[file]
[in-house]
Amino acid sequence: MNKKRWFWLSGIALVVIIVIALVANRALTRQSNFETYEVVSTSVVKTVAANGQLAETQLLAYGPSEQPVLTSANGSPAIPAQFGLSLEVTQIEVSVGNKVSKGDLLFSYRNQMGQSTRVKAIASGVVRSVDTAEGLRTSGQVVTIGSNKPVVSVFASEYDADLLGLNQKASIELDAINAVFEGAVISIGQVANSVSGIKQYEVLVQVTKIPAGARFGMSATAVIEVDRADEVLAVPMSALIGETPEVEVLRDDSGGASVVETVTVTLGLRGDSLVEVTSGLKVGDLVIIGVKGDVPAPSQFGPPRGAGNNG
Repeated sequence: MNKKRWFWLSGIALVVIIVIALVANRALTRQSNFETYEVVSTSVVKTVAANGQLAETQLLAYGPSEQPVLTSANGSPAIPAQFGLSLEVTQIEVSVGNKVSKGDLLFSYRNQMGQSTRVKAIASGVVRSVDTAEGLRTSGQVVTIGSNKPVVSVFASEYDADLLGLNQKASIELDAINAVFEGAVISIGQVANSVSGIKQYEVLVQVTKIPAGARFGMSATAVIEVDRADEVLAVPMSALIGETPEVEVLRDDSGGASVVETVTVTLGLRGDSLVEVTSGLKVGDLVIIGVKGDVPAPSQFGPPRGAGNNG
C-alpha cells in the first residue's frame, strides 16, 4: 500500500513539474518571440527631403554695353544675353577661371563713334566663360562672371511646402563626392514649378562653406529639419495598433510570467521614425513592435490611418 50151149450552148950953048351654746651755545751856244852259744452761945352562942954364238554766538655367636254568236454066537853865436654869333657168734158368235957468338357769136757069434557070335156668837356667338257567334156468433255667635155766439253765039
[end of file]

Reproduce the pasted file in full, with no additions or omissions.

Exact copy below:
[in-house]
Amino acid sequence: MNKKRWFWLSGIALVVIIVIALVANRALTRQSNFETYEVVSTSVVKTVAANGQLAETQLLAYGPSEQPVLTSANGSPAIPAQFGLSLEVTQIEVSVGNKVSKGDLLFSYRNQMGQSTRVKAIASGVVRSVDTAEGLRTSGQVVTIGSNKPVVSVFASEYDADLLGLNQKASIELDAINAVFEGAVISIGQVANSVSGIKQYEVLVQVTKIPAGARFGMSATAVIEVDRADEVLAVPMSALIGETPEVEVLRDDSGGASVVETVTVTLGLRGDSLVEVTSGLKVGDLVIIGVKGDVPAPSQFGPPRGAGNNG
Repeated sequence: MNKKRWFWLSGIALVVIIVIALVANRALTRQSNFETYEVVSTSVVKTVAANGQLAETQLLAYGPSEQPVLTSANGSPAIPAQFGLSLEVTQIEVSVGNKVSKGDLLFSYRNQMGQSTRVKAIASGVVRSVDTAEGLRTSGQVVTIGSNKPVVSVFASEYDADLLGLNQKASIELDAINAVFEGAVISIGQVANSVSGIKQYEVLVQVTKIPAGARFGMSATAVIEVDRADEVLAVPMSALIGETPEVEVLRDDSGGASVVETVTVTLGLRGDSLVEVTSGLKVGDLVIIGVKGDVPAPSQFGPPRGAGNNG
C-alpha cells in the first residue's frame, strides 16, 4: 500500500513539474518571440527631403554695353544675353577661371563713334566663360562672371511646402563626392514649378562653406529639419495598433510570467521614425513592435490611418 50151149450552148950953048351654746651755545751856244852259744452761945352562942954364238554766538655367636254568236454066537853865436654869333657168734158368235957468338357769136757069434557070335156668837356667338257567334156468433255667635155766439253765039